What do Virginia Woolf, the rotation of hurricanes, Babylonian kings and Einstein's General Theory Relativity all have in common? Eclipses. Always spectacular and, today, precisely predicable, eclipses have allowed us to know when the first Olympic games were played and, long before the first space probe, that the Moon was covered by dust.Eclipses have stunned, frightened, emboldened and mesmerized people for thousands of years. They were recorded on ancient turtle shells discovered in the Wastes of Yin in China, on clay tablets from Mesopotamia and on the Mayan "Dresden Codex." They are mentioned in Homer's Iliad and Odyssey and at least eight times in the Bible. Columbus used them to trick people, while Renaissance painter Taddeo Gaddi was blinded by one. Sorcery was banished within the Catholic Church after astrologers used an eclipse to predict a pope's death.In Mask of the Sun, acclaimed writer John Dvorak the importance of the number 177 and why the ancient Romans thought it was bad to have sexual intercourse during an eclipse (whereas other cultures thought it would be good luck). Even today, pregnant women in Mexico wear safety pins on their underwear during an eclipse. Eclipses are an amazing phenomena--unique to Earth--that have provided the key to much of what we now know and understand about the sun, our moon, gravity, and the workings of the universe.Both entertaining and authoritative, Mask of the Sun reveals the humanism behind the science of both lunar and solar eclipses. With insightful detail and vividly accessible prose, Dvorak provides explanations as to how and why eclipses occur--as well as insight into the forthcoming eclipse of 2017 that will be visible across North America.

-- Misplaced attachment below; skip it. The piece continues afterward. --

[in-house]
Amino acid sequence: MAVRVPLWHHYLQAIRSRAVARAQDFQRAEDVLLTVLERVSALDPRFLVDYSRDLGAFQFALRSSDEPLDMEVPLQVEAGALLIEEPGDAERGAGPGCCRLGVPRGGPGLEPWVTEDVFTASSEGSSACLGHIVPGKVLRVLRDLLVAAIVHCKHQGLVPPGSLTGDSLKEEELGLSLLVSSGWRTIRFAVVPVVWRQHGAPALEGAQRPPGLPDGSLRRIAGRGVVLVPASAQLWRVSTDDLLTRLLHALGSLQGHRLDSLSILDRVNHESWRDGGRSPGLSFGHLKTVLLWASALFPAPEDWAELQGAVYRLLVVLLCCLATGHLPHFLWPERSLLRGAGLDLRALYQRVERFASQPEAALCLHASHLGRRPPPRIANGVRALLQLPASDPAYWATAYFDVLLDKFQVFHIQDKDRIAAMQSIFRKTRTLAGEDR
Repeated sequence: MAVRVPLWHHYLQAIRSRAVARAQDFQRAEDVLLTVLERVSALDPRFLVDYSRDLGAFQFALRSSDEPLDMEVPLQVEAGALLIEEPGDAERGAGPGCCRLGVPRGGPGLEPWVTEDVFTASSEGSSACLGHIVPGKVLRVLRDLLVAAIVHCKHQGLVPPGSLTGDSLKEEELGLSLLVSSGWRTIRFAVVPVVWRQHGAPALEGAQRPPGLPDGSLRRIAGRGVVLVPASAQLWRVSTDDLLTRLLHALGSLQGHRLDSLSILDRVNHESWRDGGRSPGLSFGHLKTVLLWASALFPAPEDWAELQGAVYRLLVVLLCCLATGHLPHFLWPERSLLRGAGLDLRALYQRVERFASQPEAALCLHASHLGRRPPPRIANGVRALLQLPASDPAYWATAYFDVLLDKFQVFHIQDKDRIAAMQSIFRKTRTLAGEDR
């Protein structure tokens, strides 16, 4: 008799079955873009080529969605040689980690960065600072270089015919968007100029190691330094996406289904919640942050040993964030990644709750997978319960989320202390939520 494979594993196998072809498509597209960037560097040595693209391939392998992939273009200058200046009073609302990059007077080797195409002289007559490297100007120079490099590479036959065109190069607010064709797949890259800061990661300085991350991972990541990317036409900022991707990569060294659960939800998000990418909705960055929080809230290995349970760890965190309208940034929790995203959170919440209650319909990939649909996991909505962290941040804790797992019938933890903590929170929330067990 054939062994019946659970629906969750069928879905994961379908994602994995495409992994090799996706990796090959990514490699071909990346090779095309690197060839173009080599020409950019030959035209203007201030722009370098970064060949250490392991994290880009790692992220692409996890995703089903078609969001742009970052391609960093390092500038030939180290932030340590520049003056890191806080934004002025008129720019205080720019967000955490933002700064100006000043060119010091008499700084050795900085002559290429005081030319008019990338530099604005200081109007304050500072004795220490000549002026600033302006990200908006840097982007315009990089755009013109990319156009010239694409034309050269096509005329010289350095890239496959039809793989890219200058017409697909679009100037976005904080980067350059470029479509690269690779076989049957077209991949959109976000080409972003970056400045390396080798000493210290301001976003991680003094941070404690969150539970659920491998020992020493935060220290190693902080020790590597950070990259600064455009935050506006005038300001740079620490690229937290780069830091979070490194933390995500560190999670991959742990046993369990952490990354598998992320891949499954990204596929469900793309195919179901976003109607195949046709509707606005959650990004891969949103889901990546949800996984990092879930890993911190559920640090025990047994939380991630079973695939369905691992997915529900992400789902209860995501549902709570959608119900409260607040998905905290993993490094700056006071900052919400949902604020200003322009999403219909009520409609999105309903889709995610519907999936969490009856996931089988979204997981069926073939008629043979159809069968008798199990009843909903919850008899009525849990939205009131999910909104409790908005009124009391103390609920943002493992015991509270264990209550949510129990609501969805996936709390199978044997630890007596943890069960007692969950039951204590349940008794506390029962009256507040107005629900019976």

An award-winning science writer takes us into the lab to answer some of life's biggest questions: How was the universe created? And could we create our own? What if you could become God, with the ability to build a whole new universe? As startling as it sounds, modern physics suggests that within the next two decades, scientists may be able to perform this seemingly divine feat-to concoct an entirely new baby universe, complete with its own physical laws, star systems, galaxies, and even intelligent life. A Big Bang in a Little Room takes the reader on a journey through the history of cosmology and unravels-particle by particle, theory by theory, and experiment by experiment-the ideas behind this provocative claim made by some of the most respected physicists alive today. Beyond simply explaining the science, A Big Bang in a Little Room also tells the story of the people who have been laboring for more than thirty years to make this seemingly impossible dream a reality. What has driven them to continue on what would seem, at first glance, to be a quixotic quest? This mind-boggling book reveals that we can nurse other worlds in the tiny confines of a lab, raising a daunting prospect: Was our universe, too, brought into existence by a daring creator?